The Secret to a Winning Garden? The Moon
As gardeners, we often get bogged down in every minute detail of the pasture, from the soil pH to the number of potato bugs in a given grove – and we wonder why we bother. Permaculture connects these scattered concerns by harnessing the synergy of nature and using it as a road map for agricultural success; often, that translates into some pretty far-out gardening tricks involving the type of stuff most people would overlook: the bacterial profile of the soil, for instance, or looking into which animals propagate seeds in a given natural area.
When I first read about permaculture at some ancient bookstore, I found myself chuckling at some of the systems they mentioned: namely, “lunar planting”, which sounds like the name of an Asimov novel rather than a solid gardening framework.
Determined to find out if Lunar planting was legit– as opposed to just some hippy-dippy nonsense– I decided to investigate.
Most gardeners never even consider the importance of the moon because the sun is everything. Without that big ball of gas and light, there would be no plants; if there were no plants, we wouldn’t be having this conversation in the first place. Solar energy drives photosynthesis, and life itself. When Neil Armstrong took those fateful first steps off Apollo 11 nearly fifty years ago, he didn’t see a paradise – just a cold, lonely, desert-like expanse devoid of an atmosphere, freed from gravity’s clutches.
Ostensibly, it’s the most inhospitable terrain man has ever traversed, a place where human life cannot exist (at least not yet). In actuality, the moon plays pivotal roles in shaping life on Earth – it’s responsible for maintaining tides, 24-hour days, and the planet’s unique tilt (which, in turn, dictates seasons and climate zones).
More intriguingly, since prehistoric times, farmers have planted or harvested their crops according to lunar calendars like those in The Farmers’ Alamanac. These farmers are known as “moongardeners”, “moon sowers”, and “lunar phase gardeners”.
Despite the new-age connotations of “moon gardening”, the practice is actually relatively straightforward, taking its primary inspiration from Isaac Newton’s writings on lunar phenomena and biodynamic worldview. Newton was among the first scientists to unravel the the moon’s power over tides, which stems from the varying degrees of gravitational force the moon imposes on the earth as it makes its orbit. When the moon is full, its gravitational power is at its prime; this doesn’t just raise the tides, but the groundwater as well, with more water being drawn up into the soil. Therefore, moon gardeners maintain that above-grown plants which are sown in the days leading up to a full moon (the waxing phase) tend to be hardier and more fruitful than those which are sown as the moon wanes; conversely, below-ground crops are best planted in the two-to-three days before a new moon.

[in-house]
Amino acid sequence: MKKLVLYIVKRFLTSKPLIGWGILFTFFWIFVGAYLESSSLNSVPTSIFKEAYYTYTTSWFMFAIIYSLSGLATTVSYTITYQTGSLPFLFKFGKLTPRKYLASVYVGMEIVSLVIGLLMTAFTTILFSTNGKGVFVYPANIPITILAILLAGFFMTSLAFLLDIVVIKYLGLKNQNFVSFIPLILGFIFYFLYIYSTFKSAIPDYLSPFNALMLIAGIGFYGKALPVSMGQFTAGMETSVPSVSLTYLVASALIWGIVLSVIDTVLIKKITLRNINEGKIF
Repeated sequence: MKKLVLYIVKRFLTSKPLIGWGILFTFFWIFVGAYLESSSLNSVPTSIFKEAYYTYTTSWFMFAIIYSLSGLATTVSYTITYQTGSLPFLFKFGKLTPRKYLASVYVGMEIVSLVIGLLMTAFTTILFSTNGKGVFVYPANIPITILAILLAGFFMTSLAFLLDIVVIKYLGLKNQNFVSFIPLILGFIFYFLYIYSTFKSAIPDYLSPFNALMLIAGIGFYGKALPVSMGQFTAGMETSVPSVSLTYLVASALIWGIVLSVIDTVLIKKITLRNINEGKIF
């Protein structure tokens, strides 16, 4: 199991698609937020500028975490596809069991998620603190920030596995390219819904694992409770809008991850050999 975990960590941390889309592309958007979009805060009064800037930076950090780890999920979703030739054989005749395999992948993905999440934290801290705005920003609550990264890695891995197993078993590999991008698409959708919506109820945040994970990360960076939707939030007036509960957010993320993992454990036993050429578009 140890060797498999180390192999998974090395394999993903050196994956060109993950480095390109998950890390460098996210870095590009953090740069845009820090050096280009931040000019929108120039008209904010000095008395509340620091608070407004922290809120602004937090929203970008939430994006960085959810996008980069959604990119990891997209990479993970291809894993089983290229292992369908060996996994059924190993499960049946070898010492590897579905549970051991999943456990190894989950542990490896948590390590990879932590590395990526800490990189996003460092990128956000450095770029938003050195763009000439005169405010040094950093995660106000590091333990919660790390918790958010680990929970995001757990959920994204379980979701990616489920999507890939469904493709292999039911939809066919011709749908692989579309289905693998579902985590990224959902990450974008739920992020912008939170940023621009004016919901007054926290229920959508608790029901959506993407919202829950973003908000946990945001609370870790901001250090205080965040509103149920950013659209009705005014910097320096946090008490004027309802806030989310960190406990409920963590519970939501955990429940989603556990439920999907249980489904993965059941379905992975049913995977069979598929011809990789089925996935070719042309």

Newton may have been one of the first to observe the relationship between the moon and Earth’s various life systems, but it took the work of later scientists to establish a link between lunar and planting cycles. In 1952, German scientist Maria Thun began experimenting in her garden by sowing potatoes according to varying phases of the lunar cycle, weighing the various plants to compare their growth at different times of year. In the late ‘80s and early ‘90s, another German, Harmut Spiess, conducted a study on the subject with radishes, and found that not only did the radish plants respond to the rhythm of the waxing and waning moons, but also to the moon’s overall distance to and from the earth, as well as its path through the heavens. Being root vegetables, radishes and potatoes achieved optimal growth during the moon’s waning phase.
There’s another component at play: your horoscope. As the moon moves across the sky, it passes the various constellations of the Zodiac. Just as everyone finds themselves born under a different zodiac sign, moon gardeners maintain that plants have signs as well. According to Gardening By The Moon – one of the leading online resources on this obscure topic – it’s best to start seeds while the moon is in a water sign (Cancer, Scorpio, Pisces). Root crops favor earth signs (Taurus, Virgo, Capricorn), flowers are partial to air signs like Gemini, and fiery signs like Sagittarius and Leo are prime time for harvesting. Over the course of her studies, Thun discovered that the potatoes planted during the earth signs were much larger and healthier than those planted in a water sign.
Extensive anecdotal evidence and decades of scientific research affirm the mysterious, beneficial relationship between the moon and the garden, but it’s yet to catch on as a full-blown trend. Perhaps the notion of doing things by the moon is too hippie-dippie, or maybe folks would rather not have to worry about the phases of the moon on top of the soil, weather, pest control, and water supply considerations.
Fortunately, planting according to the waxing/waning calendar, or even according to the astronomical calendar, doesn’t require extensive astronomy skills, just an online moon chart. If you’ve been planting your crops at the same time year after year with mixed effort, consider giving lunar planting a try, and give the moon some credit – it does a lot more than you think, and it might be the boost your plants need – even if it does sound a bit weird.